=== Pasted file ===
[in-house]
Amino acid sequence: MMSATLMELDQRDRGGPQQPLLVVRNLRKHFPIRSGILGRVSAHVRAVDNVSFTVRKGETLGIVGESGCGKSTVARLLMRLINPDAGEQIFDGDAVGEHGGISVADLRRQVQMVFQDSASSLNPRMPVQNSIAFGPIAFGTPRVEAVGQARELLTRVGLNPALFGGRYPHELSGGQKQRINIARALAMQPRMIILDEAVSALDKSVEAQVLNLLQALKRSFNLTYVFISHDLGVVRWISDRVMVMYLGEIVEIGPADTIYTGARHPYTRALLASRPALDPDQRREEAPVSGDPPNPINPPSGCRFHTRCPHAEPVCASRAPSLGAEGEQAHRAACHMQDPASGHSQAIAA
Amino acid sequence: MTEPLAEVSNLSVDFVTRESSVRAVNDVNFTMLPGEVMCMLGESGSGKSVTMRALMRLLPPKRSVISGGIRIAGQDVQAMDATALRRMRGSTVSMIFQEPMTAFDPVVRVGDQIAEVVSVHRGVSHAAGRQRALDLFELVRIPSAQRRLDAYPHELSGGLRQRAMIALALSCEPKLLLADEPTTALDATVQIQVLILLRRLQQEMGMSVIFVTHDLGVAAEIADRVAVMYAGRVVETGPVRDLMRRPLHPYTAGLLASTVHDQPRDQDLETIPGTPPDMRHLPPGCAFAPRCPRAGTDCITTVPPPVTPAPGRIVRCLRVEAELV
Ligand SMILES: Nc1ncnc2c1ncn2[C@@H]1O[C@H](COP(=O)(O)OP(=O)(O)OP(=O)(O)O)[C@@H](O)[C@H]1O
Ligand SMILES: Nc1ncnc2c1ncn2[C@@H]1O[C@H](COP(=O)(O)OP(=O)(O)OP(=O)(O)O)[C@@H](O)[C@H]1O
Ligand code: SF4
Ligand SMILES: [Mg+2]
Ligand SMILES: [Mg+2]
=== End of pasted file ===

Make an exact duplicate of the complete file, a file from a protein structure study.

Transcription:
[in-house]
Amino acid sequence: MMSATLMELDQRDRGGPQQPLLVVRNLRKHFPIRSGILGRVSAHVRAVDNVSFTVRKGETLGIVGESGCGKSTVARLLMRLINPDAGEQIFDGDAVGEHGGISVADLRRQVQMVFQDSASSLNPRMPVQNSIAFGPIAFGTPRVEAVGQARELLTRVGLNPALFGGRYPHELSGGQKQRINIARALAMQPRMIILDEAVSALDKSVEAQVLNLLQALKRSFNLTYVFISHDLGVVRWISDRVMVMYLGEIVEIGPADTIYTGARHPYTRALLASRPALDPDQRREEAPVSGDPPNPINPPSGCRFHTRCPHAEPVCASRAPSLGAEGEQAHRAACHMQDPASGHSQAIAA
Amino acid sequence: MTEPLAEVSNLSVDFVTRESSVRAVNDVNFTMLPGEVMCMLGESGSGKSVTMRALMRLLPPKRSVISGGIRIAGQDVQAMDATALRRMRGSTVSMIFQEPMTAFDPVVRVGDQIAEVVSVHRGVSHAAGRQRALDLFELVRIPSAQRRLDAYPHELSGGLRQRAMIALALSCEPKLLLADEPTTALDATVQIQVLILLRRLQQEMGMSVIFVTHDLGVAAEIADRVAVMYAGRVVETGPVRDLMRRPLHPYTAGLLASTVHDQPRDQDLETIPGTPPDMRHLPPGCAFAPRCPRAGTDCITTVPPPVTPAPGRIVRCLRVEAELV
Ligand SMILES: Nc1ncnc2c1ncn2[C@@H]1O[C@H](COP(=O)(O)OP(=O)(O)OP(=O)(O)O)[C@@H](O)[C@H]1O
Ligand SMILES: Nc1ncnc2c1ncn2[C@@H]1O[C@H](COP(=O)(O)OP(=O)(O)OP(=O)(O)O)[C@@H](O)[C@H]1O
Ligand code: SF4
Ligand SMILES: [Mg+2]
Ligand SMILES: [Mg+2]